Wednesday, April 12, 2017

April Showers Bring (cardiomyopathy) May Flowers

It's April 2017, we're like 1/3 of the way through the year?! Time goes by so quickly! It's super stressful as a mom of three who loves to document everything, I can't keep up! I do my best to juggle living in the moment and trying to document those moments. I feel really satisfied when we have a family adventure and I don't take any photos, but it's also satisfying if I finish a photo book or writing a journal entry for my kids. I guess just like everything else in life, it's a balance.

Ok, that's not how I planned to begin this blog post, ha! I wanted to give everyone an update because I know so many knew I had a scan last week. So here's the story...

I told my boys I'd take them to the beach for spring break. I promised them and now they're at the age where they actually remember those things! I was grateful we were able to go to California for 4 days. We drove down and had so much fun. The car ride was actually a blast, thanks to Moana and gas station runs (literally, I made them run around the gas station at each stop.) We stayed a few days at the beach and the kids were able to just be kids for those days. Carefree and at the beach, that's totally our family's jam. We stayed up late for bon fires and ice cream runs, we ate dinner on hotel beds while watching Nickelodeon (what's up with those preteen shows? so weird!). Swam in the hotel pool, snacked all day at the beach, 100 sand castles with moats, jumping over waves, walks along the shore, sandy bodies, lots of sunscreen, and crashing in bed at night. It really was the perfect trip for our family. We haven't had one since Violet was 3 months old. We also got to visit family which is always nice!

We got back late Tuesday night and my scan was Wednesday afternoon. I had the contrast drink in my fridge ready to drink. I started when the kids went down for their naps. Matt came home and I actually drove myself to my scan (Matt met me there later with the kids, long story involving him having tendinitis in his foot...you know how we roll!). As I was on the freeway headed to my appointment, I had the most peaceful feeling. It was overwhelming and I felt so grateful. It reminded me of when I was first diagnosed and was carried by that peaceful feeling. I recognized it immediately as the comforting feeling the holy spirit gives, the prayers and fasting of so many. It's real and powerful, you guys! Thank you so much.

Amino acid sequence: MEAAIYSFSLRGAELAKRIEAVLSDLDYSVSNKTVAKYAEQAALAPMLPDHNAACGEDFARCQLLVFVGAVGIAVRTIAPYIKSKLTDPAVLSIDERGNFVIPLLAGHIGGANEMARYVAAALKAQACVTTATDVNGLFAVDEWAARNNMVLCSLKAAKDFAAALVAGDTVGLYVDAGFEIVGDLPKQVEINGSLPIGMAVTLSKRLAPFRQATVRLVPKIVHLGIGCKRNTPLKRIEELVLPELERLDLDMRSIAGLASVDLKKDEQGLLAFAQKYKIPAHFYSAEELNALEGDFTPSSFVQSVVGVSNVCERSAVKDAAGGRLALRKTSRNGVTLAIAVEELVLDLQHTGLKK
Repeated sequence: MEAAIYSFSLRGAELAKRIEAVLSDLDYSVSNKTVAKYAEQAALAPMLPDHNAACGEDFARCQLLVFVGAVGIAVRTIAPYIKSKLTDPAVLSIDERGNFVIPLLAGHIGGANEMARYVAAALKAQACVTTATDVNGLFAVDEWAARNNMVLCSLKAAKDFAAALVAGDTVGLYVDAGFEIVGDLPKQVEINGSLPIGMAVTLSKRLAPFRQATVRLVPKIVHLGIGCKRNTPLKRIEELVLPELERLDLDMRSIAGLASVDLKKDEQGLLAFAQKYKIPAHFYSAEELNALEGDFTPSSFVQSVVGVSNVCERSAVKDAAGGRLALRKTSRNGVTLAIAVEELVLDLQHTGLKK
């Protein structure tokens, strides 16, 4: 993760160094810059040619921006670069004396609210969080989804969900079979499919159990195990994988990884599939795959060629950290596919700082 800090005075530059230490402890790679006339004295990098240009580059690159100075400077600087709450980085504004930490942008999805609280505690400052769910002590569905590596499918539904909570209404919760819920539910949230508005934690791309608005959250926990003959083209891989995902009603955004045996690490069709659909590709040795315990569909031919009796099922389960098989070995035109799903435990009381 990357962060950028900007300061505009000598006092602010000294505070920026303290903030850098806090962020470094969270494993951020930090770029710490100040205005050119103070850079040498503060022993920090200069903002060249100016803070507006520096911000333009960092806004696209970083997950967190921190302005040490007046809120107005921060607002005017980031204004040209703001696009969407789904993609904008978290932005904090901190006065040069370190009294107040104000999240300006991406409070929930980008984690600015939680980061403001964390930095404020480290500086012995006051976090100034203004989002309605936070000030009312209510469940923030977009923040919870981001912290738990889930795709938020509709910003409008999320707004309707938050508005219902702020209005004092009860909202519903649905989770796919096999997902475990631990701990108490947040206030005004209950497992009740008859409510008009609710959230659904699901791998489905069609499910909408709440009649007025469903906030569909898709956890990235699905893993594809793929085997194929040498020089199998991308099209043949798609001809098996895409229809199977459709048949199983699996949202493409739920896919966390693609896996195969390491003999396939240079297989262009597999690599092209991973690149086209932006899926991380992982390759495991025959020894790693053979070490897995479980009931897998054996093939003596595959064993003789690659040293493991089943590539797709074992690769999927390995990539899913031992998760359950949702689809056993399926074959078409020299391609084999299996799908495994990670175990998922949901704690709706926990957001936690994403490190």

This was my third CT scan so I knew what to expect, but it's still so awful. The contrast drink is heavy and each time I drink it (about 9 oz every 15 min for about 1 1/2 hours) it triggers a gag reflex. It's hard to explain, but be glad if you never have to do it!

You know you're on oncology patient when...the radiation team knows you and recognizes you and asks you all these personal things they remember about you. This is why I love the U of U healthcare system, I feel like I'm part of this team. They treat you like a person even though you're sick, even though you're young, even though you have cancer, even though you have little kids, etc. I am so grateful for that! I couldn't imagine it any other way, I'm spoiled.

 I got an IV and got ready for the contrast dye to hotly spread through my body. A few minutes of scanning and then I was done. Next was a quick walk over to get an echocardiogram. Met up with Matt and the kids, still felt that relief and calm feeling. The echo went well. On the way home from my appointments I took my 6 year old with me to pick up some groceries I ordered the night before (click-list at Smith's is amazing! I highly recommend...I'll never shop again, ha!) So I felt super productive. I unpacked that morning, had a CT scan, and grocery shopped? I got this life down ;)